An exchange like this could open up a conversation about how to improve the author’s work. In this case, the author trusted that the other person would give honest feedback. The conversation could continue with, “What would it take to make this outstanding? What could be done to make it better?” These additional details show the person that you are basing your opinion on your best judgement rather than issuing a default response.

Don’t accept “okay” from yourself either

If saying “okay” isn’t a good enough response to someone else’s question, it shouldn’t be the go-to answer you give to yourself either. Saying that you or something in your life is okay means that you feel adequate about it, but it doesn’t demonstrate any motivation or potential for a major breakthrough.

People are more likely to tell themselves that they’re doing okay when they’re facing big challenges or pursuing difficult goals. Sometimes this defense mechanism can make you feel better about the situation when things are overwhelming, but saying that a situation is okay doesn’t allow you to make changes or push through the task. “It’s okay,” quickly turns into, “I’ll worry about it tomorrow.” It’s a real drain on motivation.

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Remember that successful people don’t go through their lives okaying every challenge that comes their way. They tackle these things head-on and become stronger in the process. They doggedly pursue their dreams until they achieve them.

Chris Gardner wouldn’t take “okay” for an answer

You may remember his story from the film Pursuit of Happyness, but in case you don’t know it, it is a story about never giving up. Gardner started out selling medical supplies, but that didn’t pay the bills. He wanted to become a stockbroker, but he didn’t have the necessary training or social connections to get his foot in the door.[1]

Things got worse before they got better, and pretty soon, Gardner was a homeless single dad who was barely getting by. Through his resourcefulness, he was able to land a spot in a training program that would ultimately lead him to becoming a stock broker. Today Gardner’s net worth is $60 million, but it wouldn’t have been possible if he had merely accepted having doors slammed in his face.

Say “okay” when you don’t care

“Okay,” is a fine response when you don’t care about something. Use it when you are trying to save time, or when you don’t want to engage in discussion.

  • “What do you think about that guy’s shirt?” “It’s okay.”
  • “I may be 2 minutes late to the meeting because I have another meeting right before that.” “It’s okay.”
  • “How do you feel about the remake of that movie?” “It’s okay.”

In these cases, the person doesn’t need feedback, and you don’t have much interest in continuing the conversation.

But for things that you do care, remember it’s okay to say something besides “OK”. You are capable of giving useful feedback and having opinions. It’s our ability to grow when we work together that leads to innovation. Don’t hide your greatness behind an answer as simplistic as “okay.”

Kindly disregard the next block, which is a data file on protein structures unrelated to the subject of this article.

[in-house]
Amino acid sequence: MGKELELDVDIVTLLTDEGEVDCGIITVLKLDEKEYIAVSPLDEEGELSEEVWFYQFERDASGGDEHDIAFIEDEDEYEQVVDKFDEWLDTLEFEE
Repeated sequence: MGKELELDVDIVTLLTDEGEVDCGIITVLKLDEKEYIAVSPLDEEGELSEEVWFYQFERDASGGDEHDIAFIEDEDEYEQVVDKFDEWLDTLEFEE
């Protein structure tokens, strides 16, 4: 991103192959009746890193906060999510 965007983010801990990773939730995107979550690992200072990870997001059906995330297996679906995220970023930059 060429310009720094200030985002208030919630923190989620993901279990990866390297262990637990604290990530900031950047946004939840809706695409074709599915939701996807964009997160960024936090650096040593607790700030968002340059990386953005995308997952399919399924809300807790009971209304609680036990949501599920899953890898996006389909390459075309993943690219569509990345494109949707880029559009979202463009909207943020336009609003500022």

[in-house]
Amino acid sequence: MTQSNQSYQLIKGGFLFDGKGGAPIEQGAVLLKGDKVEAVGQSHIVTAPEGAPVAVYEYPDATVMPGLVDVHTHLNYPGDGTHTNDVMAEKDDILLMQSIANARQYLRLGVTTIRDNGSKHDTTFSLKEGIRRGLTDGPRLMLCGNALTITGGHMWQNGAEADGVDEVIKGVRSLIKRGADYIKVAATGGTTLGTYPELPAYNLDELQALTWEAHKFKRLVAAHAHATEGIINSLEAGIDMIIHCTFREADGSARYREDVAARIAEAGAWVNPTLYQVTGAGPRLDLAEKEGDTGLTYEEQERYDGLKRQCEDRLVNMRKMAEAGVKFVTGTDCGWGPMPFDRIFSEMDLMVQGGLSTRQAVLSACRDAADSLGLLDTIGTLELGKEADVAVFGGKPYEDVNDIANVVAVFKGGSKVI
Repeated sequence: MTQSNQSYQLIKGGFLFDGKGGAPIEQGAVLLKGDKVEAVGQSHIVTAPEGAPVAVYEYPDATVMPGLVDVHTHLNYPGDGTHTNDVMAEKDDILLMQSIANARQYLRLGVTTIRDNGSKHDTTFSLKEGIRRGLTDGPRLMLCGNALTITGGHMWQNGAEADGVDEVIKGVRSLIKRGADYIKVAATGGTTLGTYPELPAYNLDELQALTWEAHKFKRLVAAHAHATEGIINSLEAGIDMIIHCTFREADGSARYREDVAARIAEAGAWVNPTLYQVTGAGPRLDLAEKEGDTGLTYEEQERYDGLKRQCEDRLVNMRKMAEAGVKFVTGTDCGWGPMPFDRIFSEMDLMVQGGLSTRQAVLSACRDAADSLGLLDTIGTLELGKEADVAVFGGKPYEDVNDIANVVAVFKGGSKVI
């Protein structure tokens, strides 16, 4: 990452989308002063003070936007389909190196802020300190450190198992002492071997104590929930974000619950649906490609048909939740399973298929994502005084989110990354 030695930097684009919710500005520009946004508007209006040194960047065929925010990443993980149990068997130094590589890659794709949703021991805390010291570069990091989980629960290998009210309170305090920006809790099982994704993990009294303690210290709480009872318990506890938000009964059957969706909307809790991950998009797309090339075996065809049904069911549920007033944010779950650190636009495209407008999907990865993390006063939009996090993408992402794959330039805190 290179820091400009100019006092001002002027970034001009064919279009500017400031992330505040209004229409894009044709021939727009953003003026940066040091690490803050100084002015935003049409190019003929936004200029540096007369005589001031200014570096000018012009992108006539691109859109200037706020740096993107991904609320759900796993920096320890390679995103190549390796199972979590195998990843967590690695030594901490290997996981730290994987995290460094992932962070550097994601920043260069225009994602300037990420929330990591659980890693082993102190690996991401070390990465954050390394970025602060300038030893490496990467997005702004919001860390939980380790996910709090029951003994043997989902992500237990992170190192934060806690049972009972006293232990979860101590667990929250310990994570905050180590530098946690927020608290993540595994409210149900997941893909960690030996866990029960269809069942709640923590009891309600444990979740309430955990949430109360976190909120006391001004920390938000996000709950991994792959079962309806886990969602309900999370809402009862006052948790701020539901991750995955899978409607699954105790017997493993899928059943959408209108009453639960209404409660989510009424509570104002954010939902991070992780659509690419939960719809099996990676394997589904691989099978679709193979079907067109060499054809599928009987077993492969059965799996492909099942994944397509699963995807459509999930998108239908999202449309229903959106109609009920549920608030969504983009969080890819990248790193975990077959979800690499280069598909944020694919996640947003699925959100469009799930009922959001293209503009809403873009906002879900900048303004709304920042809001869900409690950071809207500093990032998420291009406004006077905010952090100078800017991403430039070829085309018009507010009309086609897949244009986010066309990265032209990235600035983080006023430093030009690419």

Reference

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Brian Lee

Chief of Product Management at Lifehack

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Published on July 13, 2018

Striving Towards Secure Attachment: How to Restructure Your Thoughts

Striving Towards Secure Attachment: How to Restructure Your Thoughts

What if you could discover some tools and methods that could improve your relationships? What if by gaining a little knowledge you could understand your relationship dynamics better and give them a boost up?

By learning what secure attachment is and how to restructure your thoughts, you can become more self-aware of your relationship dynamics. After becoming more aware, you can then take a few steps to make them better than ever. That’s something that many of us could benefit from.

When we hear the term secure attachment, our mind typically goes to a relationship. And that’s exactly what it’s about.

In this article I’ll discuss the concept of secure attachments in more detail and how restructuring your thoughts can help you strive towards achieving better relationships.

Relationships are a hugely important part of our lives and whatever we can do to improve them is a good thing for everyone involved.

What is attachment theory?

Let’s do a quick overview of what attachment theory is. This will provide a good foundation for the rest of this article.

The esteemed psychologist John Bowlby first coined the term attachment theory in the late 60’s. Bowlby studied early childhood conditioning extensively and what he found was very interesting.

His research showed that when a very young child has a strong attachment to a caregiver, it provides the child with a sense of security and foundation. On the other hand when there isn’t a secure attachment, the child will expend a lot more developmental energy looking for security and stability.

The child without the secure attachment tends to become more fearful, timid and slow to explore new situations or their environment.